Vietnamese man gets 5 years in jail for spreading Covid

A man in Vietnam has received a 5 year jail sentence for breaking home quarantine rules and spreading Covid. 28 year old Le Van Tri has been convicted of “spreading dangerous infectious diseases to other people” after he went to his home province in Ca Mau from Ho Chi Minh City in July, says the Vietnam News Agency.

Le Van had been accused of breaking a 21 day home quarantine when he travelled to Ca Mau. He tested positive for Covid on July 7. The 28 year old’s decision to leave quarantine had dangerous consequences for his fellow citizens.

“Tri’s breach of the home medical quarantine regulation led to many people becoming infected with Covid-19 and one person died on 7 August 2021,” says the court report.

In contrast to the court report, Vietnam’s state media says 8 people died from the man’s negligence. Throughout the last year, Covid numbers remained low in Vietnam. Now, Vietnam is facing their worst Covid outbreak since the pandemic started. They have reported almost 540,000 infections and over 13,000 deaths. Most of the infections and deaths have come since the end of April. Both Vietnam’s capital Hanoi, and Ho Chi Minh City have been under a tight lockdown for the last couple of months.

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Govt. Says Alleged Capitol Rioter Violated Terms of Release by Watching Mike Lindell’s Election Conspiracy Symposium

Douglas Jensen stands accused of leading a mob that chased and hectored Capitol Police Officer Eugene Goodman inside in the Capitol on January 6. Jensen was wearing a Q-Anon shirt and had a knife in his pocket at the time.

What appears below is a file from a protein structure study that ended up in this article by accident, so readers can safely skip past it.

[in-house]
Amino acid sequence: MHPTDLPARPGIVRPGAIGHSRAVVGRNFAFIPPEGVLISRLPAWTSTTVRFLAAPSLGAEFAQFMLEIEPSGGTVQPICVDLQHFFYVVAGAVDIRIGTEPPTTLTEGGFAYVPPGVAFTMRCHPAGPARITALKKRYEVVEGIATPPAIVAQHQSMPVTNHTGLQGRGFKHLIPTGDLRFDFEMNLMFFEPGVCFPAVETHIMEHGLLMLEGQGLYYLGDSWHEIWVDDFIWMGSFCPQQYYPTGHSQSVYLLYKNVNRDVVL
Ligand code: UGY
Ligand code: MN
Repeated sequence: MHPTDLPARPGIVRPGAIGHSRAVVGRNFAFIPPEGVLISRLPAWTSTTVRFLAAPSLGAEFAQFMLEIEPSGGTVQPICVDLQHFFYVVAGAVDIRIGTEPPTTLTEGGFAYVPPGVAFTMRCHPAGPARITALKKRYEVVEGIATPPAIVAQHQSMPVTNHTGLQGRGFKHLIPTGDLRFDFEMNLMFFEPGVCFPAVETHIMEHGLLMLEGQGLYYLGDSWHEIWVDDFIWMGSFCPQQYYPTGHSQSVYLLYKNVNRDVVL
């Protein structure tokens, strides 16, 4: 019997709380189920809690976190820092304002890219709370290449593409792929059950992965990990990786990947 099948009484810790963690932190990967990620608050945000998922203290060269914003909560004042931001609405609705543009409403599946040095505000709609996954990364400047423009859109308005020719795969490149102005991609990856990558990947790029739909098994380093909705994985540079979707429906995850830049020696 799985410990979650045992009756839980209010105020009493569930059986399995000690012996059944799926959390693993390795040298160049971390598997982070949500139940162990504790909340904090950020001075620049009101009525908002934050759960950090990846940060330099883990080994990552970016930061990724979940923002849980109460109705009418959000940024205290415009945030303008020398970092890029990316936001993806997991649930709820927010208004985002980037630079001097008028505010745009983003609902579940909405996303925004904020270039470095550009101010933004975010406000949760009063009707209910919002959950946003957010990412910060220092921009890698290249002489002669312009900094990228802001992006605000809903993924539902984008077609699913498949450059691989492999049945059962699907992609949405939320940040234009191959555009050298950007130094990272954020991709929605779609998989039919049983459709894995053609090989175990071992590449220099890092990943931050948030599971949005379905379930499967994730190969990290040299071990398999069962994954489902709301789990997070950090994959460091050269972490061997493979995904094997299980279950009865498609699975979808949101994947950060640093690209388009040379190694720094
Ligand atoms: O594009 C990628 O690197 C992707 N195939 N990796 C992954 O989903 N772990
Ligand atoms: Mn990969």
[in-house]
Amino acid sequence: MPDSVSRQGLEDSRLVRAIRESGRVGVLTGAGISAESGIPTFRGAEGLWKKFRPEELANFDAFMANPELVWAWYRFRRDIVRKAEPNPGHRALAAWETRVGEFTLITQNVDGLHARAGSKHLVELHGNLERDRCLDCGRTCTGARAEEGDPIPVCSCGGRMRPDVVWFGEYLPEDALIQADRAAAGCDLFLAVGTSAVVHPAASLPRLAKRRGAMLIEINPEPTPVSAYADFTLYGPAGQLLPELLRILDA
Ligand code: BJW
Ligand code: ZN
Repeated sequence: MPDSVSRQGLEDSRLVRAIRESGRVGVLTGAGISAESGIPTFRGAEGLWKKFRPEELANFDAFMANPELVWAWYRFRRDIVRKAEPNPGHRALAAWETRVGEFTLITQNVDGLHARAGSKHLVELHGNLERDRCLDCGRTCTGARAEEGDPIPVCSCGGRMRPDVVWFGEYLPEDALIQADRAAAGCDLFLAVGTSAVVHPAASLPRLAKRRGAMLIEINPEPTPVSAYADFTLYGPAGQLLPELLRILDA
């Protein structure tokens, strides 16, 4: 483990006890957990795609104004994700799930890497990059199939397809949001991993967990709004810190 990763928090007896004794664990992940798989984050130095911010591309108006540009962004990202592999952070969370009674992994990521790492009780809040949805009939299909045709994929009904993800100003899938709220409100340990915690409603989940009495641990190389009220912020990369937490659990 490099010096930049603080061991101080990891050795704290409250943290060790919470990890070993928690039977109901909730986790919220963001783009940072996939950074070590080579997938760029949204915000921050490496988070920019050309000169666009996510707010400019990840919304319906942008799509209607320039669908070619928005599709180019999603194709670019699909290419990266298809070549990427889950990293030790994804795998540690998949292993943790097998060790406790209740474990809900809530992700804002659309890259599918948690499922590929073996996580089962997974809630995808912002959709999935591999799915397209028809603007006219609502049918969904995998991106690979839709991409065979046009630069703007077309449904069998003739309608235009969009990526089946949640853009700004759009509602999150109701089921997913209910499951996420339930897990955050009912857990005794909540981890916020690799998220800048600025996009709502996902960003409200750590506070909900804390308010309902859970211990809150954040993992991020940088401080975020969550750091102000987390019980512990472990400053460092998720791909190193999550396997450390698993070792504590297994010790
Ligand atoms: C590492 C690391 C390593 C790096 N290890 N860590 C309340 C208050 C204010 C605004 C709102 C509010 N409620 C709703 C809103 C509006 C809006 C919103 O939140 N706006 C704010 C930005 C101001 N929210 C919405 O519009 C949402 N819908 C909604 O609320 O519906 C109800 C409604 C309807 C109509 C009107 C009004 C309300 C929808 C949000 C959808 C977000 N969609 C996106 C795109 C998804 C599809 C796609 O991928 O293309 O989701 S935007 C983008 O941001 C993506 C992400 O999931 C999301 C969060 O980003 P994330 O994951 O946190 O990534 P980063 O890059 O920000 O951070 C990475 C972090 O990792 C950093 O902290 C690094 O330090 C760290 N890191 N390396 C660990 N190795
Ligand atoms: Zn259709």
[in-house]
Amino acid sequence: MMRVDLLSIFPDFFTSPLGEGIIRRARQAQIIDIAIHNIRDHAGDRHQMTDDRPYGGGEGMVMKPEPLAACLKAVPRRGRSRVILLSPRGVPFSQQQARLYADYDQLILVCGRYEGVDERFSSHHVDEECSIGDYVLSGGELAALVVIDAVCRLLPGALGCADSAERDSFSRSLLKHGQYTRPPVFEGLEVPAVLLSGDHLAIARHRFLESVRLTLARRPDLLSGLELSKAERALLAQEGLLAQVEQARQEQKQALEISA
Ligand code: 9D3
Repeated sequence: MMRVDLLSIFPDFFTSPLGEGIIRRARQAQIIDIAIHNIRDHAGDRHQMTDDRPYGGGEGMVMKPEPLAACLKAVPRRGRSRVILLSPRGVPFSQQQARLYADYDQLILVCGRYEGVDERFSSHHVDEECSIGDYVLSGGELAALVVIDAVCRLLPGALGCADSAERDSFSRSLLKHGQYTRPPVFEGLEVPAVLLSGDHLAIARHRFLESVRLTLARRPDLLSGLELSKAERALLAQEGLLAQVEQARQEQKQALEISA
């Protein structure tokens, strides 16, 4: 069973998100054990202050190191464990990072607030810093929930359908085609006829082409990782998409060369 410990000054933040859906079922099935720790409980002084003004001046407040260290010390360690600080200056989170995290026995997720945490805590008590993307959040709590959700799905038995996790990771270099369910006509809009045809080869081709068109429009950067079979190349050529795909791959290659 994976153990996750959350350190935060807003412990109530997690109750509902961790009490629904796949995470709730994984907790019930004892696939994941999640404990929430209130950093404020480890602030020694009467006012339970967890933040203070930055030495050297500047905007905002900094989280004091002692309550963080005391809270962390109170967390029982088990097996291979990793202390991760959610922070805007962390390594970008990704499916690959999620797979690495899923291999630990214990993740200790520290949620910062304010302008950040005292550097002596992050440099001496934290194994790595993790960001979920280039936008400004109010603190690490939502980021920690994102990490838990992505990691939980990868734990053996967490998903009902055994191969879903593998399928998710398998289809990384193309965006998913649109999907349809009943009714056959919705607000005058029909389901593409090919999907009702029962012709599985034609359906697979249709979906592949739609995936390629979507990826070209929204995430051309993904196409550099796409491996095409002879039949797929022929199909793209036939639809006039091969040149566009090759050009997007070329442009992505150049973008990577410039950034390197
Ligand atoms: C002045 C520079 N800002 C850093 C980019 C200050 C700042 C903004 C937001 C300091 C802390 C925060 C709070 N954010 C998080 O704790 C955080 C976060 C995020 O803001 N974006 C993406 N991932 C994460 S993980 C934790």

In July, a federal judge granted Jensen pretrial release over the government’s objection. That judge imposed certain conditions on Jensen, one of which was that he could not use devices with access to the internet.

But according to a prosecutors’ filing that was flagged by Buzzfeed on Thursday night, Jensen violated that condition a month after his release.

“A mere thirty days after his release from the D.C. Jail,” said the filing, “defendant Douglas Jensen was found alone, in his garage, using a WiFi-connected iPhone to stream news from Rumble.” As the document notes, Rumble is an alternative to YouTube that is popular among some conservatives.

During a check on Jensen, a court officer arrived at the defendant’s residence and found him watching the video streaming service on his phone. “Jensen eventually admitted to his Pretrial Services Officer that in the previous week, he had spent two days watching Mike Lindell’s Cyber Symposium regarding the recount of the presidential election,” the filing said.

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Vax or Jail? The Dilemma Facing Some Americans

Brandon Rutherford was recently presented with a dilemma in an Ohio courtroom: get vaccinated or face incarceration.

The 21-year-old was sentenced to two years probation for fentanyl possession by Judge Christopher Wagner of Hamilton County, Ohio on August 4, but his sentence came with a twist: he was ordered to get a COVID vaccine as a condition of his probation.

Should Rutherford fail to comply, he could be sent to jail for up to 18 months.

“I’m just a judge, not a doctor, but I think the vaccine’s a lot safer than fentanyl, which is what you had in your pocket,” Wagner told Rutherford.

Wagner gave Rutherford 60 days to get vaxxed and said, “You’re going to maintain employment. You’re not going to be around a firearm. I’m going to order you, within the next two months, to get a vaccine and show that to the probation office.”